Everyone who is part of the Raby family, whether staff or volunteer, has their own favourite and over the coming weeks they will be introducing these to you on our blog and social media channels.

It seemed appropriate to start this series by asking our Castle Custodian, Alan, about his favourite things in the Raby Collections.

For Alan, it is not so much a single object but the ability the Castle has to show changes in attitude and advances in technology over such long periods.

Alan says:

“With almost 700 years of history at Raby Castle, and the mantra of ‘never throw anything away’ we have a rich bounty of objects giving clues to life at the Castle through the centuries.

My favourite are those which show how servants and staff communicated.

Up until the 17th century it was common to have servants located close to great halls with the buttery, pantry and kitchens nearby. As attitudes changed, servants and their working areas moved out of sight and communication with them became more difficult.

Raby has a number of examples, some of which are still on display in our open rooms. We have many of the iconic Sprung Bells, which were operated by bell pulls and rotary levers of all different styles and controlled from great distances. It fascinates me that some bells at the top of Cliffords Tower are operated from rooms 80ft away and most cables and pulleys are still under the floors or hidden behind plastered walls.

By the mid 19th century, battery technology was developing and this saw the introduction of the Electric Bell which was then coupled with an Indicator Board. There are some great examples at Raby in our Butler’s Pantry and throughout the Servant’s Room located in the upper part of Cliffords Tower. We still have the batteries that powered these in various locations around the castle, hidden from public view.

Raby Castle also has some fine examples of speaking tubes which allowed direct communication with servants. This avoided the need to go to an indicator board first and so reduced unnecessary journeys. These would have a mouthpiece at both ends and there would usually be a whistle at the servant end to attract attention.

Telephones and small exchanges became possible from the 1880s and at Raby I understand there was a small internal exchange in the Porter’s Lodge. Unfortunately, the equipment is no longer there but a large battery bank is still in place behind the panelling. Our Butler’s Pantry has an example of a wind-up telephone and receiver made by Cox-Walker in Darlington. There are a number of Bakelite phones located in redundant offices within the castle and we hope to be able to display them at some point in the future.”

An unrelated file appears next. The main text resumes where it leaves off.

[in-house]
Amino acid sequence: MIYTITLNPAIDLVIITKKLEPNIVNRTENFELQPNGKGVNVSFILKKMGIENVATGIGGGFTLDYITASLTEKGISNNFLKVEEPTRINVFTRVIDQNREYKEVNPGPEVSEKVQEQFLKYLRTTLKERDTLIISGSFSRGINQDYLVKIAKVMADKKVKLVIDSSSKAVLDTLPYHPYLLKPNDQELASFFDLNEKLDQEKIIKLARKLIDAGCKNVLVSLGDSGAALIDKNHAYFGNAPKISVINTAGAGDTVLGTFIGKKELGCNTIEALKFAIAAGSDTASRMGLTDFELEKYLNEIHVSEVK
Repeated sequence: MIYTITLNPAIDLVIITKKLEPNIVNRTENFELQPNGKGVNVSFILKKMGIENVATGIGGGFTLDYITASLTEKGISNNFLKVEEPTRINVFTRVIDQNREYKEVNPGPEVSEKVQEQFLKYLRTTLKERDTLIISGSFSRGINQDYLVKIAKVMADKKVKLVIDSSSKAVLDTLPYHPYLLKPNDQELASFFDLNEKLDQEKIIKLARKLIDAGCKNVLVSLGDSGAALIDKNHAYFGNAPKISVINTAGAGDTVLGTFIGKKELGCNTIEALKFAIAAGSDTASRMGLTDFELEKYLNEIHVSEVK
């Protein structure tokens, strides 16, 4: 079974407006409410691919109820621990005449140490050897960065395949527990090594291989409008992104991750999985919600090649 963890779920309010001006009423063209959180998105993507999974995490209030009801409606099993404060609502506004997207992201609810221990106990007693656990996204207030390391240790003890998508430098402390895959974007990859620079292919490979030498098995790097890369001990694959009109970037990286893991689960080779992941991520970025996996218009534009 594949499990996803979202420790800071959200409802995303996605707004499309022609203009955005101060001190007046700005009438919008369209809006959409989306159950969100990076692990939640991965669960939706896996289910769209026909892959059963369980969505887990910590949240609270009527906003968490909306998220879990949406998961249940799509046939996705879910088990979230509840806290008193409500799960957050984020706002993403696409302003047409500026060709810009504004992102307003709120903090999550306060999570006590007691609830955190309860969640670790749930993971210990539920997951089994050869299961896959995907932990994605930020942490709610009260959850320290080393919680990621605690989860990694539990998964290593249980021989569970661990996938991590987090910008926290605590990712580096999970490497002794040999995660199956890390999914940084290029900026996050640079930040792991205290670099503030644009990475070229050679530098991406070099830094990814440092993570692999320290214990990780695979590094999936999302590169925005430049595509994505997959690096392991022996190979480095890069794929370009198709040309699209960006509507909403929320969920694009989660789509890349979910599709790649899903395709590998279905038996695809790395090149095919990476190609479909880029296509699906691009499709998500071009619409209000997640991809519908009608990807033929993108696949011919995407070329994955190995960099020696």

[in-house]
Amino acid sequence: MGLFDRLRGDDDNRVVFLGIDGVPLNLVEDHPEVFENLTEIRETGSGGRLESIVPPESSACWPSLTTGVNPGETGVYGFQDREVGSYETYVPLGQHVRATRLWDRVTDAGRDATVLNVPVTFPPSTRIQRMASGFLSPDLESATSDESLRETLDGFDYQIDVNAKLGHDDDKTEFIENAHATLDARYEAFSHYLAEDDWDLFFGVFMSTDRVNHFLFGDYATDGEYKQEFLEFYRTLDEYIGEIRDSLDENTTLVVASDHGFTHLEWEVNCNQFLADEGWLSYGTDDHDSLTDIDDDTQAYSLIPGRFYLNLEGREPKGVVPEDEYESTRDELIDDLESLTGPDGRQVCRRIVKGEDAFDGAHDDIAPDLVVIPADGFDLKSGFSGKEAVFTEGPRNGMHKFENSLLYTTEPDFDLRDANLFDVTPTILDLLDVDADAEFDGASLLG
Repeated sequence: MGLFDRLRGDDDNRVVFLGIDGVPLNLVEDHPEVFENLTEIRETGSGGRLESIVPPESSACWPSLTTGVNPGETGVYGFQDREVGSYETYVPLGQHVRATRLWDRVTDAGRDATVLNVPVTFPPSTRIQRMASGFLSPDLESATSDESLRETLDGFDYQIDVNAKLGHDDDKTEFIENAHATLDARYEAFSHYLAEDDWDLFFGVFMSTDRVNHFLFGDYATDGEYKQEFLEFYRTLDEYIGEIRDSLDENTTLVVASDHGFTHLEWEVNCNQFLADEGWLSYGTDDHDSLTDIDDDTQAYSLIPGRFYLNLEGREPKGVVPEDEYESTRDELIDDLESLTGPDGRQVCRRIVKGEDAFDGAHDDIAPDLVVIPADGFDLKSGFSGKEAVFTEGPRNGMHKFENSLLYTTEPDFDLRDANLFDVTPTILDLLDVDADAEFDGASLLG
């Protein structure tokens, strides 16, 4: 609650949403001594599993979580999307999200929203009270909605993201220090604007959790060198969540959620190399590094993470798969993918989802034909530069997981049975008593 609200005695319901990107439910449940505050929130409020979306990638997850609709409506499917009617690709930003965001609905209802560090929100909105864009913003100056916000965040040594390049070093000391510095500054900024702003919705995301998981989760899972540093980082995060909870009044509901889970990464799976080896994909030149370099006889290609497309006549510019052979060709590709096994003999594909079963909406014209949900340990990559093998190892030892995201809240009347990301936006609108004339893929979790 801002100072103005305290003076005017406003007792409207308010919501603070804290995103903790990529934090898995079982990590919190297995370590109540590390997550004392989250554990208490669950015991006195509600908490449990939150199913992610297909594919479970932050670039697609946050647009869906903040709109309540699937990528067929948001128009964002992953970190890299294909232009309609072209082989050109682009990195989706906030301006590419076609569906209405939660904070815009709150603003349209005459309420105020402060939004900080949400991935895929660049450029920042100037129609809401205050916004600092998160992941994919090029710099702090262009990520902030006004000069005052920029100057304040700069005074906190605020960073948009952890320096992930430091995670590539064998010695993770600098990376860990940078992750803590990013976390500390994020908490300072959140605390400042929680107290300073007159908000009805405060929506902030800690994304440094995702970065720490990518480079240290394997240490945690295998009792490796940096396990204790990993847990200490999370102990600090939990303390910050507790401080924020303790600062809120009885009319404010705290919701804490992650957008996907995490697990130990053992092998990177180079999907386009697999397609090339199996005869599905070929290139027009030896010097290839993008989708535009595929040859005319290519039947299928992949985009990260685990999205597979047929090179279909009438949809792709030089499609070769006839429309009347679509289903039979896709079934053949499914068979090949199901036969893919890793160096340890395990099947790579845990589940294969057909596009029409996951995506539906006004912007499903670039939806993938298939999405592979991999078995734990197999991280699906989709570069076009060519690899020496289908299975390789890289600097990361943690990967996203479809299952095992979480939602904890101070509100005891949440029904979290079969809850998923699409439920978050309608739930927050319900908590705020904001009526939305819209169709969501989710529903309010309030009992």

For more stories and photos of our team’s Favourite Things from the Raby Collections, follow us on Instagram and Facebook.  

Why not visit the Castle and discover your favourite things? The Castle is open to visitors Wednesday to Sunday throughout October. Tickets must be pre-booked and we are running morning and afternoon sessions to help us manage numbers safely. Book here.


Stories have been created and told at Raby for centuries and through the ages our magnificent Castle has been home and host to families and friends, knights and politicians, plotters and pacifists and artists and influencers.

During lockdown we invited our 21st Century visitors to use their imagination to create their own stories, inspired by the grand fortification that has been part of the local landscape for almost 1000 years.

Our staff and volunteers have been overwhelmed by the talent and creativity of all those who entered. We have been fascinated by the intriguing tales and mysteries that have been submitted and have enjoyed reading every single one.

Judging so many excellent entries was no easy task and we would like to congratulate everyone who took part.

The top three entries in each category have been published on our website and you can read their short stories by clicking the links below.

Thank you to everyone who took part and well done to our winners!

Raby Short Story Competition Winners 2020

Age 18 and over Category


The Painting by Stephen Murphy

Runners up

Invisible Hands by Laura  Burdon

Brew Me A Dream by Bridget Lowery

Age 12-17 Category


Hunted by Bella Deacon

Runners up

Dinner with a Song Thrush by Jessica Bellas Carter

The Lost Girl by Amber Nair